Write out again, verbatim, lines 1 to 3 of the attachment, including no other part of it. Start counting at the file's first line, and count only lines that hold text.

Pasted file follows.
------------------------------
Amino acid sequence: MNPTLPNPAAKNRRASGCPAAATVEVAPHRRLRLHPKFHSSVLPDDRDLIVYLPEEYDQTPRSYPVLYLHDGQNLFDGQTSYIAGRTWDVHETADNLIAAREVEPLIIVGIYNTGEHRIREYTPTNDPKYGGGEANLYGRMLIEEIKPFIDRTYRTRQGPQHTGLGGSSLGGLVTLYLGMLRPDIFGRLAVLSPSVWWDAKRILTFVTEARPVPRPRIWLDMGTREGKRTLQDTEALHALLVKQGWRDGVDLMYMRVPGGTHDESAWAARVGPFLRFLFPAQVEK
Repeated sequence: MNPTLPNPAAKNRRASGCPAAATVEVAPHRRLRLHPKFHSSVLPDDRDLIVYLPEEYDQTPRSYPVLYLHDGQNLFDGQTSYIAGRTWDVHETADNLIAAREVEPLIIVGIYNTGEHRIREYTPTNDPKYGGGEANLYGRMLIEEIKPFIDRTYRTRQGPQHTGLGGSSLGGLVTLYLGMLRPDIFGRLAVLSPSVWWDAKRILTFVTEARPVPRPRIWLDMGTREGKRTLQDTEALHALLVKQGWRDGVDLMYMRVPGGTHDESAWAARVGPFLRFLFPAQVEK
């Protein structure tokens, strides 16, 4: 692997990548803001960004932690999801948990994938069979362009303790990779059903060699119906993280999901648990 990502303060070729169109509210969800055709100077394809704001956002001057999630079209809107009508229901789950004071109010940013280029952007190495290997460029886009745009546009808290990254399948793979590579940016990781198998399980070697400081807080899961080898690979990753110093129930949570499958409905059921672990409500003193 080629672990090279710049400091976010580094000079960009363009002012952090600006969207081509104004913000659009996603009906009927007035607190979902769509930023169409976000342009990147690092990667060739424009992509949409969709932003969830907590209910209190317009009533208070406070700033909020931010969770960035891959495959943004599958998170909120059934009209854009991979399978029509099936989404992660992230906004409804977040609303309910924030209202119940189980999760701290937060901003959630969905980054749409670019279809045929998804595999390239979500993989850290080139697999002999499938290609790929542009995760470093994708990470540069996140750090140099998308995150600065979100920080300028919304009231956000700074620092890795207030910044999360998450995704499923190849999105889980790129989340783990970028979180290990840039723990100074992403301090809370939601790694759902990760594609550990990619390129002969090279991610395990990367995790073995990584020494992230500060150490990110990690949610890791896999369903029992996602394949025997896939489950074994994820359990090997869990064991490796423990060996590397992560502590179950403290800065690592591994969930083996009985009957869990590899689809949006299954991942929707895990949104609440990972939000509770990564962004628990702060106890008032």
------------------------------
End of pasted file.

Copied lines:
Amino acid sequence: MNPTLPNPAAKNRRASGCPAAATVEVAPHRRLRLHPKFHSSVLPDDRDLIVYLPEEYDQTPRSYPVLYLHDGQNLFDGQTSYIAGRTWDVHETADNLIAAREVEPLIIVGIYNTGEHRIREYTPTNDPKYGGGEANLYGRMLIEEIKPFIDRTYRTRQGPQHTGLGGSSLGGLVTLYLGMLRPDIFGRLAVLSPSVWWDAKRILTFVTEARPVPRPRIWLDMGTREGKRTLQDTEALHALLVKQGWRDGVDLMYMRVPGGTHDESAWAARVGPFLRFLFPAQVEK
Repeated sequence: MNPTLPNPAAKNRRASGCPAAATVEVAPHRRLRLHPKFHSSVLPDDRDLIVYLPEEYDQTPRSYPVLYLHDGQNLFDGQTSYIAGRTWDVHETADNLIAAREVEPLIIVGIYNTGEHRIREYTPTNDPKYGGGEANLYGRMLIEEIKPFIDRTYRTRQGPQHTGLGGSSLGGLVTLYLGMLRPDIFGRLAVLSPSVWWDAKRILTFVTEARPVPRPRIWLDMGTREGKRTLQDTEALHALLVKQGWRDGVDLMYMRVPGGTHDESAWAARVGPFLRFLFPAQVEK
């Protein structure tokens, strides 16, 4: 692997990548803001960004932690999801948990994938069979362009303790990779059903060699119906993280999901648990 990502303060070729169109509210969800055709100077394809704001956002001057999630079209809107009508229901789950004071109010940013280029952007190495290997460029886009745009546009808290990254399948793979590579940016990781198998399980070697400081807080899961080898690979990753110093129930949570499958409905059921672990409500003193 080629672990090279710049400091976010580094000079960009363009002012952090600006969207081509104004913000659009996603009906009927007035607190979902769509930023169409976000342009990147690092990667060739424009992509949409969709932003969830907590209910209190317009009533208070406070700033909020931010969770960035891959495959943004599958998170909120059934009209854009991979399978029509099936989404992660992230906004409804977040609303309910924030209202119940189980999760701290937060901003959630969905980054749409670019279809045929998804595999390239979500993989850290080139697999002999499938290609790929542009995760470093994708990470540069996140750090140099998308995150600065979100920080300028919304009231956000700074620092890795207030910044999360998450995704499923190849999105889980790129989340783990970028979180290990840039723990100074992403301090809370939601790694759902990760594609550990990619390129002969090279991610395990990367995790073995990584020494992230500060150490990110990690949610890791896999369903029992996602394949025997896939489950074994994820359990090997869990064991490796423990060996590397992560502590179950403290800065690592591994969930083996009985009957869990590899689809949006299954991942929707895990949104609440990972939000509770990564962004628990702060106890008032």